While the debate in the public places of the media and in the corridors of parliaments across the land, and on the floor of the Houses around our nation raises the issues, the concerns, struggles to make and implement laws, women in private places like kitchens, cars, counselling corners, continue to do the work for us all. They find ways to work through power and privilege and untangle moral codes of others as well as their own. Silence is rarely a place of safety and as the adage goes sunlight is a the best disinfectant. The value of these moments this past week feels like some sunlight was beamed into the chambers. While some of the public statements made in the press and those recorded by Hansard by male leaders and elected representatives might feel like a return to the bygone era of 1950s, as a witness to these events, I am meeting these two moments of the week, by celebrating courage and tenacity and noticing a shift in the tectonic plates of patriarchy.

Photo by Chelsi Peter from Pexels

Promises to Tomorrow #4: Play

The more I play today the more silt I am laying down in the river of play for tomorrow … or that is the how the logic goes in the parallel universe of compassionate imagination (thank you Phil Porter co-founder of InterPlay for sowing the seeds of these thoughts and practices with Agnotti Cowie this week). Being playful, and mischievousness break through. In this era of alternative facts, fake news and post truth brings multiple platforms to play.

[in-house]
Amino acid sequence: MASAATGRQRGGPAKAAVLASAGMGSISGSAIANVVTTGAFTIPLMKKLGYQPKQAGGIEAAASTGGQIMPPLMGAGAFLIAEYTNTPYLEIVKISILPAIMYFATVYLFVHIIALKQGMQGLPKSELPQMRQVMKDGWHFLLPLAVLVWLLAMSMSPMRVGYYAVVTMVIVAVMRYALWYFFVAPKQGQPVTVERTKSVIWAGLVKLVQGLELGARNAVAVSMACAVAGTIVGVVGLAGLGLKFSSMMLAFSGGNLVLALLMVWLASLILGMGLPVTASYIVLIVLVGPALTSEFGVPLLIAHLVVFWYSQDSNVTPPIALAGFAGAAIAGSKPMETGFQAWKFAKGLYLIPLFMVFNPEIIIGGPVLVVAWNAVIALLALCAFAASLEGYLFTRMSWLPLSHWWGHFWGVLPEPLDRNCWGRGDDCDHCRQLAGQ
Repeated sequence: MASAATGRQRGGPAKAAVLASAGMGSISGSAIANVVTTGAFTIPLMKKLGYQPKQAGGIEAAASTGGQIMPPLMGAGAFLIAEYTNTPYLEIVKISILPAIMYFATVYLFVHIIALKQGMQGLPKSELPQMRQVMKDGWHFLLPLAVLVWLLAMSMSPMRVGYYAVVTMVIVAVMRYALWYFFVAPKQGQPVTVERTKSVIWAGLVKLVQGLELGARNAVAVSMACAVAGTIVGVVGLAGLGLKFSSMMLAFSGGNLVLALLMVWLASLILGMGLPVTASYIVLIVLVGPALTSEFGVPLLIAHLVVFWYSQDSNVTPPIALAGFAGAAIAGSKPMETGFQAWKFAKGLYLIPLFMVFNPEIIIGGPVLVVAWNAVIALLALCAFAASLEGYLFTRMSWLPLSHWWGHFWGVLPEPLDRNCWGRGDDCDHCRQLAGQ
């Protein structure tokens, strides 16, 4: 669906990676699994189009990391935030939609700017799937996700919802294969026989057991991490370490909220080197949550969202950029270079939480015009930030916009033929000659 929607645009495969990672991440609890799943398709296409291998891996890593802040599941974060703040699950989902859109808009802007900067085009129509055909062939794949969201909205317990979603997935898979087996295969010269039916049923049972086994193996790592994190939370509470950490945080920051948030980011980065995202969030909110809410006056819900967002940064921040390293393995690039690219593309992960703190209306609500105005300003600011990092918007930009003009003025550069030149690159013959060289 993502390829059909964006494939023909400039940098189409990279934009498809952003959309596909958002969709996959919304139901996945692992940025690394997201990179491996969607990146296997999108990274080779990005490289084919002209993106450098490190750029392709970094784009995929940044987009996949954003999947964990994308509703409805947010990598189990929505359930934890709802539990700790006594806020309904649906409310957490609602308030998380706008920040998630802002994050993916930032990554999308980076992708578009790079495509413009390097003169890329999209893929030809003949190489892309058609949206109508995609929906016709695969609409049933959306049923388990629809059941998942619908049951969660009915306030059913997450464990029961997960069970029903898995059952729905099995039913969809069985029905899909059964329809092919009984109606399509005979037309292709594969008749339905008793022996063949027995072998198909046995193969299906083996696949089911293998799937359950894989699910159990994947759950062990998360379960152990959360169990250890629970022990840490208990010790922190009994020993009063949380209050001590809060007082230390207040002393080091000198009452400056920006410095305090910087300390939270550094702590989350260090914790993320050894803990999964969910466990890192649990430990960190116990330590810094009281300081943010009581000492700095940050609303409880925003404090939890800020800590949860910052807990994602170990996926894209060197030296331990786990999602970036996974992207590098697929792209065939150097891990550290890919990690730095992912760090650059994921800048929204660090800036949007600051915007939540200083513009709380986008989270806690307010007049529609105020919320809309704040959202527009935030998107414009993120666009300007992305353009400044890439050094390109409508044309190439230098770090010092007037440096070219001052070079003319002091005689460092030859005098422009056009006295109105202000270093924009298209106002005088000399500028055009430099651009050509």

Being able to laugh (even on the inside) is a way to inoculate yourself from some of the harm of the powers of evil. Satire is a gift to get through hard times – the first all Aboriginal TV show Basically Black in 1973 introduced us to Super Boong, the first Aboriginal Super Hero, it took another couple of generations before Cleverman came to our screens and breathtakingly took us all (not just one person in trouble) to a new place to save the planet (can’t wait for the next series).

Play can reveal, camouflage, inspire, transcend. Without play we don’t learn how to get along with others, build our muscles and find interesting ways to use our bodies and our brains. Play helps us find out what works, form habits and attitudes, beliefs and trust. Play is essential in our human development. Play is sometimes called the “universal language of childhood”. I will often play peek a boo with a child on public transport, even one a few rows away they usually pick it up in a few moments.